The Sunday Magazine·The Sunday Edition

What the 22-year-old architect of the hole in the ground on the York U campus can teach us - Michael's essay

Rather than creating a terrorist staging area, Elton McDonald says he dug that hole because he just wanted somewhere to hang out. Michael reflects on the sad fact that we have lost the idea of a "caper" -- of doing something just for the fun of it.
Elton McDonald, who dug the hole in the ground on the York U campus (Facebook)

The young man's name is Elton McDonald. He is 22 years old and has a smile that would melt pack ice.

He is the builder no, more the author, the creator of the infamous hole in the ground on the campus of York University in Northwest Toronto. He went public this week because, as he said, he wanted people to know that he meant no harm. 

Run to ground, so to speak, by The Toronto Sun, the talented Mr. McDonald explained why he dug his hole.

"It was just something I always wanted to do."

His hole was designed, constructed,outfitted with great care, with great attention to detail. It was shored up with heavy timber. It had a generator and waterproof lighting. 

From photographs, it looked like the perfect, cozy hidey hole in the dread dead of winter.

A 33-foot-long tunnel is pictured in this handout photo provided by Toronto Police, February 24, 2015. (Toronto Police/Reuters)

The project took Mr. McDonald two full years. Not exactly Panama Canal effort but long enough. His explanation for the cavern is bracing.

"It wasn't really a tunnel. I was going to expand it to have a couple of rooms. I was hoping to put in a TV. I did some barbecuing. It was more a place to hang out."

Mr. McDonald's achievement extends far beyond the territorial confines of the cave. His accomplishments are stirling.

In the first place, he  provoked a contagious hysteria in the media which remains an embarrassment.

Secondly, he made fools out of so-called security experts who suggested, more than suggested, that the whole endeavour might be tied to a terrorist assault on a venue of this summer's Pan Am Games.

He engaged the attention of a city intrigued, confounded, bemused by the discovery of the hole.

Toronto's Deputy Police Chief Mark Saunders speaks to the media about the hole found near one of the venues for the Pan Am Games. (Chris Young/The Canadian Press)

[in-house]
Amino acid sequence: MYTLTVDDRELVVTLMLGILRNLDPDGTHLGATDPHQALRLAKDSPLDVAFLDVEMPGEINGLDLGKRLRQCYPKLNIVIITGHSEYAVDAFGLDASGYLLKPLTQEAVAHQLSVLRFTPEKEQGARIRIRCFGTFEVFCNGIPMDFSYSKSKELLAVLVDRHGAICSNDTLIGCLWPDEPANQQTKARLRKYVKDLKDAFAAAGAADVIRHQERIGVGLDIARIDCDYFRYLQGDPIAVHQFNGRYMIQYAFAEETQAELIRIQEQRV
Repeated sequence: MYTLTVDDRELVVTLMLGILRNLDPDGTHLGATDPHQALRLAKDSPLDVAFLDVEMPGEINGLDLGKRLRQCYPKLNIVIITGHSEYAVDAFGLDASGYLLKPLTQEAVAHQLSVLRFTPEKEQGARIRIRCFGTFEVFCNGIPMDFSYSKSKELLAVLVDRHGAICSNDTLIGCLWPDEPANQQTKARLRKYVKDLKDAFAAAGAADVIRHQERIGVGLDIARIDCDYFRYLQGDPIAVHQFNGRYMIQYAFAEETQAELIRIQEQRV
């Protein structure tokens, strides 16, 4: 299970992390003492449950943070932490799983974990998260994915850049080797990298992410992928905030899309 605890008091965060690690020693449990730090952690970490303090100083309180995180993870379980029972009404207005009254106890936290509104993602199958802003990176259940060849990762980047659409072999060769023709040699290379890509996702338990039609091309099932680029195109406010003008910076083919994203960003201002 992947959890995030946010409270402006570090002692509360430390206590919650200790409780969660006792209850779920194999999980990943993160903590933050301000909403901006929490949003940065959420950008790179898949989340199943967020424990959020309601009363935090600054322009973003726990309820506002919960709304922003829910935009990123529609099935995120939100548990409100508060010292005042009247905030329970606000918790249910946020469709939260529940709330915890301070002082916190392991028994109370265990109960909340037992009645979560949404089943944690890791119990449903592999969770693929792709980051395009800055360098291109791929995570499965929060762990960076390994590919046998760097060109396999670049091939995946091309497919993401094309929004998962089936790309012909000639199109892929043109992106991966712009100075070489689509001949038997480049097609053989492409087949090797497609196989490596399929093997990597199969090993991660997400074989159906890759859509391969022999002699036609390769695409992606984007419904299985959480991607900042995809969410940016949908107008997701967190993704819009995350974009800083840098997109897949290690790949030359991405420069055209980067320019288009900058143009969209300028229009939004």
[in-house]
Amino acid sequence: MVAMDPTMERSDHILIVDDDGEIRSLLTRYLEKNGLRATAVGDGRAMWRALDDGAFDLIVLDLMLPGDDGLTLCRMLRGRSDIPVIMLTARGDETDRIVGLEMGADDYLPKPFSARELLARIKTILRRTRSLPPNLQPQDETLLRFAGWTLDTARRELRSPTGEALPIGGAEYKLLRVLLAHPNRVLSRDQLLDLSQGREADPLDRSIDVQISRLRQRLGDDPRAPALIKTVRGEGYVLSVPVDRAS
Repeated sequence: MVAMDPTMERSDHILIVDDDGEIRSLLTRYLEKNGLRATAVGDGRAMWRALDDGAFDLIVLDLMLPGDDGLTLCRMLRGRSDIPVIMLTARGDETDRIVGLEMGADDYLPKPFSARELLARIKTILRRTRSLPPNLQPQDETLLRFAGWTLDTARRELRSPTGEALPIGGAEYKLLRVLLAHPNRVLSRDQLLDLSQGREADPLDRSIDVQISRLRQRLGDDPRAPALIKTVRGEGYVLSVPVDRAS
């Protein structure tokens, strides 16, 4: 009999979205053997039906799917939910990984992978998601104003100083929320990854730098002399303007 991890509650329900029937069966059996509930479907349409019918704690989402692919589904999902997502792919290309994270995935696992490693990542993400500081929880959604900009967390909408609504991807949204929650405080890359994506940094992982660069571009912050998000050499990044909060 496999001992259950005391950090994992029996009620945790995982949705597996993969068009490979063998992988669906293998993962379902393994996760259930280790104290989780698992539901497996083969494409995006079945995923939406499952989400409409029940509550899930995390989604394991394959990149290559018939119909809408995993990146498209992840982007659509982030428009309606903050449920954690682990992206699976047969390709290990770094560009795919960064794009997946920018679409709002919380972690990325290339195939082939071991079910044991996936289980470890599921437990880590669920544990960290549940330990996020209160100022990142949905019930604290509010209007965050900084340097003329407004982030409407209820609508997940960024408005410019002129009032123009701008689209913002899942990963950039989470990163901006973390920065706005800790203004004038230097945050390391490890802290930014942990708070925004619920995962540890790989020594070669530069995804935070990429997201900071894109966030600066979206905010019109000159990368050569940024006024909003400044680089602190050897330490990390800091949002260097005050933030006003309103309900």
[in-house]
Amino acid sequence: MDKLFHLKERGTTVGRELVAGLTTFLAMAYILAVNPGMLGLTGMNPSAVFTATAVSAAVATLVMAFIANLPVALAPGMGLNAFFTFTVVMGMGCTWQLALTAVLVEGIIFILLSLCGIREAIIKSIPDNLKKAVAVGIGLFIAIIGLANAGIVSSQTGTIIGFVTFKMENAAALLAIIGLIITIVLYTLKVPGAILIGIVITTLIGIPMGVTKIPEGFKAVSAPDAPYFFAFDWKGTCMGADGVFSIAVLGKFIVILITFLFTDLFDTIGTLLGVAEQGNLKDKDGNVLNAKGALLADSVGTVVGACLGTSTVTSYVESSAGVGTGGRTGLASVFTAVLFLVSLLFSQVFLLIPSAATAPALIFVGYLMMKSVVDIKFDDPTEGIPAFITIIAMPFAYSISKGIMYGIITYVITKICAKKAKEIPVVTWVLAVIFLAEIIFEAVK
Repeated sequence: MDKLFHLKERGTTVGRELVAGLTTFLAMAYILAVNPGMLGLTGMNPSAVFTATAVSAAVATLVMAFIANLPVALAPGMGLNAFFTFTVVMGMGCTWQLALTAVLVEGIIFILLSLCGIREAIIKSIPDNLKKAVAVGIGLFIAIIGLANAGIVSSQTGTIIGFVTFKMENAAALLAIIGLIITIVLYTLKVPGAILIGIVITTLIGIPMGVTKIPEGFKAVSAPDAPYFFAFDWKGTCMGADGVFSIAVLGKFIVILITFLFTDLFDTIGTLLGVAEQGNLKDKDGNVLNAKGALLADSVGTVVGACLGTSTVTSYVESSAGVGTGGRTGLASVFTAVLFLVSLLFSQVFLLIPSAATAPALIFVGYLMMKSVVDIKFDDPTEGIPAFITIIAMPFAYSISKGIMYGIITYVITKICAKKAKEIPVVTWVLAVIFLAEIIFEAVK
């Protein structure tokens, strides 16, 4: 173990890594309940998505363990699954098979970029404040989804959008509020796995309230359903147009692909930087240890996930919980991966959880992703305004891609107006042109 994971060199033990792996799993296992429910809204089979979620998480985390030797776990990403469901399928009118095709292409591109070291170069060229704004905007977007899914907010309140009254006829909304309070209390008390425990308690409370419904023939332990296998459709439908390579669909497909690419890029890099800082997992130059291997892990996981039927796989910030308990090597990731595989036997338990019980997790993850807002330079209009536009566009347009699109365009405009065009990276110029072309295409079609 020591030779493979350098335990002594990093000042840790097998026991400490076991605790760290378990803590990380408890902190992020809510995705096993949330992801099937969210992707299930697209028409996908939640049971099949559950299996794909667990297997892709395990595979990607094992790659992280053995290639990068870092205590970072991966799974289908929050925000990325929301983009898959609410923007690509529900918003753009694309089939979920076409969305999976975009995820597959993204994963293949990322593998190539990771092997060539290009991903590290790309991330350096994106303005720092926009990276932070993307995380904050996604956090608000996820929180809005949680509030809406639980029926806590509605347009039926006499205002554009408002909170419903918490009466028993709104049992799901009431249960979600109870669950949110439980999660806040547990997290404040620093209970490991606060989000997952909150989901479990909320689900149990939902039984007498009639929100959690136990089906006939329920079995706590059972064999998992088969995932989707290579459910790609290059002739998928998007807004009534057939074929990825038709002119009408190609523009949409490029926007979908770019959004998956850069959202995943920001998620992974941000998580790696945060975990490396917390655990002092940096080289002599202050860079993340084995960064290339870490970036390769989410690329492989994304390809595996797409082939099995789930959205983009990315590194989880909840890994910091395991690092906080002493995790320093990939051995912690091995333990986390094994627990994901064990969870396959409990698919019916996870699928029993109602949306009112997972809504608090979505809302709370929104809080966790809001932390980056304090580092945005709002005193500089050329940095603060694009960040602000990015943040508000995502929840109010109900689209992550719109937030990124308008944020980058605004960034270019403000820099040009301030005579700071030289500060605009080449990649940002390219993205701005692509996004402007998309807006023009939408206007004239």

Finally, he showed that the Toronto Police Department can act in a measured, sensible way when under public insistence to, for God's sake, do something.

Senior officers held a reassuring media conference during which they calmly said there was no nefarious intent, no violation of any law.

In the conformist, constricted and fretful age in which we live, Mr. McDonald has revived the old and honourable idea of the caper.

The idea of committing an act of harmless mischief has all but been effaced from our consciousness.

We have become so judgmental, so censorious in almost every field of human activity that we don't know how to respond to the Elton McDonalds of this world and their sense of play.

And who among us doesn't slightly smile at the idea of a place to get away, when the world is too much with us?

As kids we built tree houses and snow forts. As adults we have lost those inclinations and the attendant skills to build such things, even if we build them only in our imaginations.

Pestered to death by the toxic plasma of electronics, harried by governments, by families, by bosses, by what Chekhov called the wearying experience of day-to-day living, who wouldn't crave a moment of underground respite?

Elton McDonald and his hole in the ground have reminded us that somewhere in our lives, there is sanctuary -- even if we have to descend into the good earth to find it.


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